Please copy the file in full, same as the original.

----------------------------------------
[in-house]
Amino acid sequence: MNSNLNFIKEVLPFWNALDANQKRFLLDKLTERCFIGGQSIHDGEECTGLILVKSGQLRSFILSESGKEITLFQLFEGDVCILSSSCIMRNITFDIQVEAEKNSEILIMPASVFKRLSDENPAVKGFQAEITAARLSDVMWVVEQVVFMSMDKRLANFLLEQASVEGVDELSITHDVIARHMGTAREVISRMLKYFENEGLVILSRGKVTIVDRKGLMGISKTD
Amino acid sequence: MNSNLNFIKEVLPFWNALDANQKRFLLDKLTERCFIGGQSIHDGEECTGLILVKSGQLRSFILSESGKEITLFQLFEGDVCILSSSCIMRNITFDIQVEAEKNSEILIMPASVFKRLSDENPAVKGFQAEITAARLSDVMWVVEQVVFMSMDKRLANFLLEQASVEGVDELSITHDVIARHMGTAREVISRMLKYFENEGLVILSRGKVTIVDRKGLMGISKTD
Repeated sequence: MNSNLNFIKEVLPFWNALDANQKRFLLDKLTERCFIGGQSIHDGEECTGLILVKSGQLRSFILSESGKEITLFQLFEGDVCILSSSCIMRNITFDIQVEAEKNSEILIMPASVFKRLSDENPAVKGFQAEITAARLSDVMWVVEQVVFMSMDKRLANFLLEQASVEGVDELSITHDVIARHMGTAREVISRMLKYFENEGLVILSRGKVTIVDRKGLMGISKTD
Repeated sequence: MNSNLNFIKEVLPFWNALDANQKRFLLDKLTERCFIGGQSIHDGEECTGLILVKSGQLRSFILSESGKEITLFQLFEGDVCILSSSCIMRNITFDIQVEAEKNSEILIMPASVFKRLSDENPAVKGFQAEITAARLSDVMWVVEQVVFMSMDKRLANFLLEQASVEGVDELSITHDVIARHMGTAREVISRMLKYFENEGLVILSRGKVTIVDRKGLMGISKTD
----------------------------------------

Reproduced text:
[in-house]
Amino acid sequence: MNSNLNFIKEVLPFWNALDANQKRFLLDKLTERCFIGGQSIHDGEECTGLILVKSGQLRSFILSESGKEITLFQLFEGDVCILSSSCIMRNITFDIQVEAEKNSEILIMPASVFKRLSDENPAVKGFQAEITAARLSDVMWVVEQVVFMSMDKRLANFLLEQASVEGVDELSITHDVIARHMGTAREVISRMLKYFENEGLVILSRGKVTIVDRKGLMGISKTD
Amino acid sequence: MNSNLNFIKEVLPFWNALDANQKRFLLDKLTERCFIGGQSIHDGEECTGLILVKSGQLRSFILSESGKEITLFQLFEGDVCILSSSCIMRNITFDIQVEAEKNSEILIMPASVFKRLSDENPAVKGFQAEITAARLSDVMWVVEQVVFMSMDKRLANFLLEQASVEGVDELSITHDVIARHMGTAREVISRMLKYFENEGLVILSRGKVTIVDRKGLMGISKTD
Repeated sequence: MNSNLNFIKEVLPFWNALDANQKRFLLDKLTERCFIGGQSIHDGEECTGLILVKSGQLRSFILSESGKEITLFQLFEGDVCILSSSCIMRNITFDIQVEAEKNSEILIMPASVFKRLSDENPAVKGFQAEITAARLSDVMWVVEQVVFMSMDKRLANFLLEQASVEGVDELSITHDVIARHMGTAREVISRMLKYFENEGLVILSRGKVTIVDRKGLMGISKTD
Repeated sequence: MNSNLNFIKEVLPFWNALDANQKRFLLDKLTERCFIGGQSIHDGEECTGLILVKSGQLRSFILSESGKEITLFQLFEGDVCILSSSCIMRNITFDIQVEAEKNSEILIMPASVFKRLSDENPAVKGFQAEITAARLSDVMWVVEQVVFMSMDKRLANFLLEQASVEGVDELSITHDVIARHMGTAREVISRMLKYFENEGLVILSRGKVTIVDRKGLMGISKTD